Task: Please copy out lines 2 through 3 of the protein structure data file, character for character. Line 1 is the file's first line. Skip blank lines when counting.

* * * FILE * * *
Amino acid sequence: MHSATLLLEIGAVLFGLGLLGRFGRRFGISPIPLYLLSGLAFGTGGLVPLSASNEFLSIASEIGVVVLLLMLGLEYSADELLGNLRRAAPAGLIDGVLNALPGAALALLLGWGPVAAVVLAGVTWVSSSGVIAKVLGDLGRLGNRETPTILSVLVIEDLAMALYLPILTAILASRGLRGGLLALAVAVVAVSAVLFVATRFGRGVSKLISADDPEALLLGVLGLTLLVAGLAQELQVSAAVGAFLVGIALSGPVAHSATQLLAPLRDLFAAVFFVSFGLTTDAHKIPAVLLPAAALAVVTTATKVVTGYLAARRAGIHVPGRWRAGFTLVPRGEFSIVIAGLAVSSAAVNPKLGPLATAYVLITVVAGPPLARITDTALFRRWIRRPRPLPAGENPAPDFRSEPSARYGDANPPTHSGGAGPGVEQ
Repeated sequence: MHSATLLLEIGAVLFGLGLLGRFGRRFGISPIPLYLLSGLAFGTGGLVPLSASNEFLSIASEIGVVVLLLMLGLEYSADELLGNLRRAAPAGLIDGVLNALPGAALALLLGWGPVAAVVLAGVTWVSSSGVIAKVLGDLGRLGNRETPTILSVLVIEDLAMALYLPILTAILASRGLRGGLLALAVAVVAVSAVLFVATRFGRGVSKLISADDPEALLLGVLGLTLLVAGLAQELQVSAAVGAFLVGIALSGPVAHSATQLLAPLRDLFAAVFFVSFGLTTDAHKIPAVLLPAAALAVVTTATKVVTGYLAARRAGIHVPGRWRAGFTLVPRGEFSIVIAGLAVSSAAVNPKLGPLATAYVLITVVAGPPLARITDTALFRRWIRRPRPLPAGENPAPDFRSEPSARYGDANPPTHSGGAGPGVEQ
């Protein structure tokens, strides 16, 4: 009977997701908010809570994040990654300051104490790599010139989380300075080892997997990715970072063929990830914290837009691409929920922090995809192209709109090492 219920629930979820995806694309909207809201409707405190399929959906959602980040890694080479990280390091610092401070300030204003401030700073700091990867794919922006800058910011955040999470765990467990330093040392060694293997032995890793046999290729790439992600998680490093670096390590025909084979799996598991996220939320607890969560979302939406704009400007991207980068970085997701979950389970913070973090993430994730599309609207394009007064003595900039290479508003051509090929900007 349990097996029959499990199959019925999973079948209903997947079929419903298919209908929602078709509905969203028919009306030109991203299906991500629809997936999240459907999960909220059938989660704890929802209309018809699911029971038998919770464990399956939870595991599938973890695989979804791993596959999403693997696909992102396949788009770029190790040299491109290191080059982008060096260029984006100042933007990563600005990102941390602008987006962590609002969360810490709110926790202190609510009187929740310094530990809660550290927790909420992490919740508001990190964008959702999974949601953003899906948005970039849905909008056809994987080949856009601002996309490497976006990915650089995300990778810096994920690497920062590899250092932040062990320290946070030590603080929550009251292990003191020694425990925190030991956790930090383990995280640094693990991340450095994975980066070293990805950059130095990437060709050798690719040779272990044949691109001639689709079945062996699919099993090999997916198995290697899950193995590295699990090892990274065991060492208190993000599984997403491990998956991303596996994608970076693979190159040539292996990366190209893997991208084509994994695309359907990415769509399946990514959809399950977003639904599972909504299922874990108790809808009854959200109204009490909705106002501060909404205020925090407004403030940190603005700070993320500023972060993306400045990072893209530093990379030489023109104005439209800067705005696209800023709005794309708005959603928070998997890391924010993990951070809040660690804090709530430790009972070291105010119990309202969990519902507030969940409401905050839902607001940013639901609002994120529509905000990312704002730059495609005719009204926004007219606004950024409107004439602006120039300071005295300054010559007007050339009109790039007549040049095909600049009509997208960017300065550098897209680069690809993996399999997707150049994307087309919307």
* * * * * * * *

Repeated sequence: MHSATLLLEIGAVLFGLGLLGRFGRRFGISPIPLYLLSGLAFGTGGLVPLSASNEFLSIASEIGVVVLLLMLGLEYSADELLGNLRRAAPAGLIDGVLNALPGAALALLLGWGPVAAVVLAGVTWVSSSGVIAKVLGDLGRLGNRETPTILSVLVIEDLAMALYLPILTAILASRGLRGGLLALAVAVVAVSAVLFVATRFGRGVSKLISADDPEALLLGVLGLTLLVAGLAQELQVSAAVGAFLVGIALSGPVAHSATQLLAPLRDLFAAVFFVSFGLTTDAHKIPAVLLPAAALAVVTTATKVVTGYLAARRAGIHVPGRWRAGFTLVPRGEFSIVIAGLAVSSAAVNPKLGPLATAYVLITVVAGPPLARITDTALFRRWIRRPRPLPAGENPAPDFRSEPSARYGDANPPTHSGGAGPGVEQ
């Protein structure tokens, strides 16, 4: 009977997701908010809570994040990654300051104490790599010139989380300075080892997997990715970072063929990830914290837009691409929920922090995809192209709109090492 219920629930979820995806694309909207809201409707405190399929959906959602980040890694080479990280390091610092401070300030204003401030700073700091990867794919922006800058910011955040999470765990467990330093040392060694293997032995890793046999290729790439992600998680490093670096390590025909084979799996598991996220939320607890969560979302939406704009400007991207980068970085997701979950389970913070973090993430994730599309609207394009007064003595900039290479508003051509090929900007 349990097996029959499990199959019925999973079948209903997947079929419903298919209908929602078709509905969203028919009306030109991203299906991500629809997936999240459907999960909220059938989660704890929802209309018809699911029971038998919770464990399956939870595991599938973890695989979804791993596959999403693997696909992102396949788009770029190790040299491109290191080059982008060096260029984006100042933007990563600005990102941390602008987006962590609002969360810490709110926790202190609510009187929740310094530990809660550290927790909420992490919740508001990190964008959702999974949601953003899906948005970039849905909008056809994987080949856009601002996309490497976006990915650089995300990778810096994920690497920062590899250092932040062990320290946070030590603080929550009251292990003191020694425990925190030991956790930090383990995280640094693990991340450095994975980066070293990805950059130095990437060709050798690719040779272990044949691109001639689709079945062996699919099993090999997916198995290697899950193995590295699990090892990274065991060492208190993000599984997403491990998956991303596996994608970076693979190159040539292996990366190209893997991208084509994994695309359907990415769509399946990514959809399950977003639904599972909504299922874990108790809808009854959200109204009490909705106002501060909404205020925090407004403030940190603005700070993320500023972060993306400045990072893209530093990379030489023109104005439209800067705005696209800023709005794309708005959603928070998997890391924010993990951070809040660690804090709530430790009972070291105010119990309202969990519902507030969940409401905050839902607001940013639901609002994120529509905000990312704002730059495609005719009204926004007219606004950024409107004439602006120039300071005295300054010559007007050339009109790039007549040049095909600049009509997208960017300065550098897209680069690809993996399999997707150049994307087309919307």